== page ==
MRI in Young-onset Dystonia
We are actively recruiting children and young adult patients who suffer from dystonia to participate in our MRI study of the brain. When a person had normal movement and motor development, and their pre-dystonia functioning was normal, we refer to that form of dystonia as “primary.” Most patients with primary dystonia will have had an MRI as part of their diagnostic journey, and these studies are usually read as being normal or unconcerning. When we compare groups of individuals with dystonia, however, we can find differences in brain structure that only show up with larger samples. Our goal is to understand which dystonias will spread through the body (generalize) and which will remain focal to one body area, and to predict the optimal stimulation site for therapies such as Deep Brain Stimulation (DBS).
Dystonia Gene Discovery
The genetic causes of dystonia are not well understood – roughly half of patients with a suspected inherited form of dystonia have no identified genetic cause. Our objective is to find and study genes associated with inherited dystonias, especially those that start in childhood and young adulthood (partnering with Harvard University/Massachusetts General Hospital). An understanding of the genetic basis of dystonia could lead to specific molecular or genetic treatments that could reduce dystonia symptoms or prevent their spread within the body.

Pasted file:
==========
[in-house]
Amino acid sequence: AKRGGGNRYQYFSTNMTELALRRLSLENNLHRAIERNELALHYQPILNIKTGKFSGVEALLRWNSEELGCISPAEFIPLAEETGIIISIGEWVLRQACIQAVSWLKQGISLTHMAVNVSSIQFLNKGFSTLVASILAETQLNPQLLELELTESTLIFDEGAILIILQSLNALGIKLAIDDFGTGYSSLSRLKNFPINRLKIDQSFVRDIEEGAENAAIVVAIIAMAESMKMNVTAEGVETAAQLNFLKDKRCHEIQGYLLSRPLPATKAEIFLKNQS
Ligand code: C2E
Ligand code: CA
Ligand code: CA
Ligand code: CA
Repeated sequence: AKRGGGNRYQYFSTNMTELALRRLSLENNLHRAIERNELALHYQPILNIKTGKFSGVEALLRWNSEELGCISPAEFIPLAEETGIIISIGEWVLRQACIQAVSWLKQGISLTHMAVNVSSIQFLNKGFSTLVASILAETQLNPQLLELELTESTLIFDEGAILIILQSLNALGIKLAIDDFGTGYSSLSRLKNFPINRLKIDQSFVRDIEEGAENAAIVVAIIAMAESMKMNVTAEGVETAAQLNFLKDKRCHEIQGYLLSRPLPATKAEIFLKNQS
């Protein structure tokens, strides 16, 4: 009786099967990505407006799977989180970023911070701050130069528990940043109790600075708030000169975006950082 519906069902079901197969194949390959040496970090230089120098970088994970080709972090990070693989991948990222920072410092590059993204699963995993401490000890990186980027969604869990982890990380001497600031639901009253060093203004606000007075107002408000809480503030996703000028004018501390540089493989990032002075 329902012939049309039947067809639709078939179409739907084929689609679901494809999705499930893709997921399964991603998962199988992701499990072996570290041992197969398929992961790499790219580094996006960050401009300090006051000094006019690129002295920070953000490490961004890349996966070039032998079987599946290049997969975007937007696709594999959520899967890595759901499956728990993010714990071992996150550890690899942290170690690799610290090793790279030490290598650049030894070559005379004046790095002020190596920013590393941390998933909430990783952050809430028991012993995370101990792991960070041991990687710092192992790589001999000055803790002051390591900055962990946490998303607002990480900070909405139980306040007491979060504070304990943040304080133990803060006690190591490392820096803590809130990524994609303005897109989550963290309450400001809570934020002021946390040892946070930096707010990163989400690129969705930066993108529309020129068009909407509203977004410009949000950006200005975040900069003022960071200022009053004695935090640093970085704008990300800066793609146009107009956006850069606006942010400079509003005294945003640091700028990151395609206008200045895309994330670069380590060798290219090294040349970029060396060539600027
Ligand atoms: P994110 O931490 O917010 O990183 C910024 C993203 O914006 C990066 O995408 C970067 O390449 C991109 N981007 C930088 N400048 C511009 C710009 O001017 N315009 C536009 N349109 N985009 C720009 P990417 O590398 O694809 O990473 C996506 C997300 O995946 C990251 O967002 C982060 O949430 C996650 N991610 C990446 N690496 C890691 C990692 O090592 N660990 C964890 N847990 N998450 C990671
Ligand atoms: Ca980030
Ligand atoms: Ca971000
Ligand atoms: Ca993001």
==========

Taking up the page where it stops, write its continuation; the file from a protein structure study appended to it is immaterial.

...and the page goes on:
Childhood FND (Functional Neurological Disorder)
Functional neurological disorder is a brain-based neurological condition in which the functioning of the nervous system is impaired without an obvious structural cause. We increasingly suspect that FND is a disorder of information processing/routing, rather than a disruption or destruction of nerve cells. Sometimes we make the analogy that FND is a software problem, not a hardware problem. Patients with FND typically have normal brain MRIs, but at the level of groups of patients we can identify structural and functional brain abnormalities. We are actively recruiting subjects into our clinical and MRI study of children and young adults with FND